name cHanGe IN THE MATTER OF THE APPLICATION OF MR. LAWRENCE ANDREW MENDOZA ORDER TO SHOW CAUSE FOR CHANGE OF NAME: CASE NUMBER: 1438034 TO ALL INTERESTED PERSONS: A petition has been filed by the above named Petitioner(s) in Santa Barbara Superior court proposing a change of name(s) FROM and TO the following name(s): FROM: LAWRENCE ANDREW MENDOZA TO: LAWRENCE ANDREW ZUNIGA THE COURT ORDERS that all persons interested in this matter shall appear before this court at the hearing indicated below to show cause, if any, why the petition for change of name should not be granted. NOTICE OF HEARING Feb 5, 2014 9:30am, Dept 6, County of Santa Barbara 1100 Anacapa Street Santa Barbara, CA 93101; Anacapa Division. A copy of this order to Show Cause shall be published in the Independent, a newspaper of general circulation, printed in this county, at least once each week for four successive weeks prior to the date set for hearing on the petition. Dated Dec 4, 2013. by Kristi Temple; Deputy Clerk for James E. Herman, Judge of the Superior Court. Published. Jan 9, 16, 23, 30 2014.

Fictitious Business name statement FICTITIOUS BUSINESS NAME STATEMENT The following person(s) is/are doing business as: Duncan Turner MD, The Medical Rejuvenation Clinic of Dr. Duncan Turner, Inc. at 737 Garden Street Santa Barbara, CA 93101; The Medical Rejuvenation Clinic of Dr. Duncan Turner, Inc. (same address) This business is conducted by a Corporation Signed: Duncan Turner, CEO This statement was filed with the County Clerk of Santa Barbara County on Dec 18, 2013. This statement expires five years from the date it was filed in the Office of the County Clerk. Joseph E. Holland, County Clerk (SEAL) by Andrea Luparello. FBN Number: 2013‑ 0003736. Published: Dec 26 2013. Jan 2, 9, 16 2014.

PuBlic notices NOTICE OF SALE OF STORAGE UNIT Storage Unit is rented by: Margaret Deto Located at 726 De La Vina Street #G3, Santa Barbara Contents of storage unit: papers, kitchen item, car steroes, toys, clothes Sale Date 1/28/14 9am. Published Dec 26, 2013 and Jan 2, 9,16, 2014.

summons SUMMONS (CITACION JUDICIAL) NOTICE TO DEFENDANT: (AVISO AL DEMANDADO): Jill LaFleur, aka Jill Elizabeth LaFleur, aka Jill Vanasten, aka Jill Elizabeth Fleur, individually and DBA The Wedding Planner; DOES 1 through 20, inclusive. YOU ARE BEING SUED BY PLAINTIFF:

continued on page THE INDEPENDENT

64 63

jaNuary 9, 2014

independent classifieds


phone 965-5208


e m a i l a d s @ i n d e p e n d e n t. c o m


COMPASSION In the experience Cottage Health System provides to its patients, clinical skill and state-of-the-art technology are only part of the equation. Equally important is compassion – the demonstration of sincere caring, as fellow human beings, for each patient we are privileged to serve. Along with excellence and integrity, compassion is a Cottage core value. Join us in putting it into practice every single day.

Outside B2B Sales Opportunity in Santa Barbara


Sysco Food Services is hiring bilingual (Spanish speaking) Marketing Associates in Santa Barbara to perform B2B sales promoting the company’s products and services and to build relationships with new and existing accounts. A career with Sysco offers an opportunity to join the industry leader in a highly visible consultative sales position with excellent growth opportunity! This position offers a competitive starting salary with excellent future earning potential, an outstanding benefits package and state of the art training program. We require a high school diploma or GED and a minimum of 1 year of sales, and/or chef/ restaurant management experience, and/or related (Business, Sales, Marketing, Hospitality; or Culinary Arts) degree. Ability to speak fluent Spanish highly preferred. For consideration, please visit our website at or call our Talent Acquisition Partner, Vernice Wesley at 281-758-7164. Applicants must be currently authorized to work in the U.S. on a full-time basis without future employment sponsorship. Sysco is an Equal Opportunity Employer! EEO/AA Employer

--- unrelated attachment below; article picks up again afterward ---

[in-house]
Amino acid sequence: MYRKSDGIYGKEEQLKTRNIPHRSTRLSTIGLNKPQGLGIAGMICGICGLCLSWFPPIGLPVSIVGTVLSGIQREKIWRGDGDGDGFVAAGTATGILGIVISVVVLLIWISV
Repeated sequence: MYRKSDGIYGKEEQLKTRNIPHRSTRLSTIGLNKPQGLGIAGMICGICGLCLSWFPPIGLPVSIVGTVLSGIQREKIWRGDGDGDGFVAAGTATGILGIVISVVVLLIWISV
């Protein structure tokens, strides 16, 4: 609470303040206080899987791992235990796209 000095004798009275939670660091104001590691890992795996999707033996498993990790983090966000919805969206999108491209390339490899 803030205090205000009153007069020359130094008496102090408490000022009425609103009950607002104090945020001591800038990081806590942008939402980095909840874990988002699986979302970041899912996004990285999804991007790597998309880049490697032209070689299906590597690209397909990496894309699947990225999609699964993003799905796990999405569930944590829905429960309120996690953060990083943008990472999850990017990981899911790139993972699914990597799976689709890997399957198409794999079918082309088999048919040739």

It’s one of our core values.


(Continued) conoce a un abogado, puede llamar a un servicio de remision a abogados. Si no puede pagar a un abogado, es posible que cumpla con los requisitos para obtener servicios legales gratuitos de un programa de servicios legales sin fines de lucro. Puede encontrar estos grupos sin fines de lucro. Puede encontrar estos grupos sin fines de lucro en el sitio web de California Legal Services, (www., en el Centro de Ayuda de las Cortes de California, (­ gov/ selfhelp/espanol/) o poniendose en contacto con la corte o el colegio de abogados locales. AVISO! Por ley, la corte tiene derecho e reclaimer las cuclas y los costos y los exentos por imponer un gravamen sobre cualquier recuperzcion de $10,000 o mas de valor recibide mediante un acuerdo o une arbitraje en un caso de derecho civil. Tiene que pagar el gravemen da la corte antes de que la corte pueda desechar el caso. CASE NO:1456179 The name and address of the court is: (El nombre y direccion de la corte es) SUPERIOR COURT OF CALIFORNIA, COUNTY OF SANTA BARBARA 312‑C EAST COOK STREET, SANTA MARIA, CA 93456 The name, address, and telephone number of plaintiff’s attorney, or plaintiff without an attorney, is: Lina M. Michael (Bar #237842) MICHAEL & ASSOCIATES, PC 555 St. Charles Drive, Suite 204, Thousand Oaks, CA 91360 (El nombre, la direccion y el numbero de telefono del abogado del demandante, o del demandante que no tiene abogado, es) DATE: June 7, 2013: Gary M. Blair, Executive, Officer, By Dawn Young, Deputy (Delgado) Published Jan 16, 23, 30 2013. Feb 6 2014. SUMMONS ‑ (Family Law) NOTICE TO RESPONDENT: MARIA E. LEON AVISO AL DEMANDANDO: Petitioner’s name is: ESMAEIL HEDAYATPOOR Nombre del demandante: CASE NUMBER:(Numero del caso) 1458364 You have 30 calendar days after this Summons and Petition are served on you to file a Response (form FL‑120 or FL‑123) at the court and have a copy served on the petitioner. A letter or phone call will not protect you. If you do not file your Response on time, the court may make orders affecting your marriage or domestic partnership, your property, and custody of your children. You may be ordered to pay support and attorney fees and costs. If you cannot pay the filing fee, ask the clerk for a fee waiver form. If you want legal advice, contact a lawyer immediately. You can get information about finding lawyers at the California Courts Online Self‑Help Center, at the California Legal Services Web site www., or by contacting your local county bar association. Tiene 30 dias corridos despues de haber recibido la entrega legal de esta Citacion y Peticion para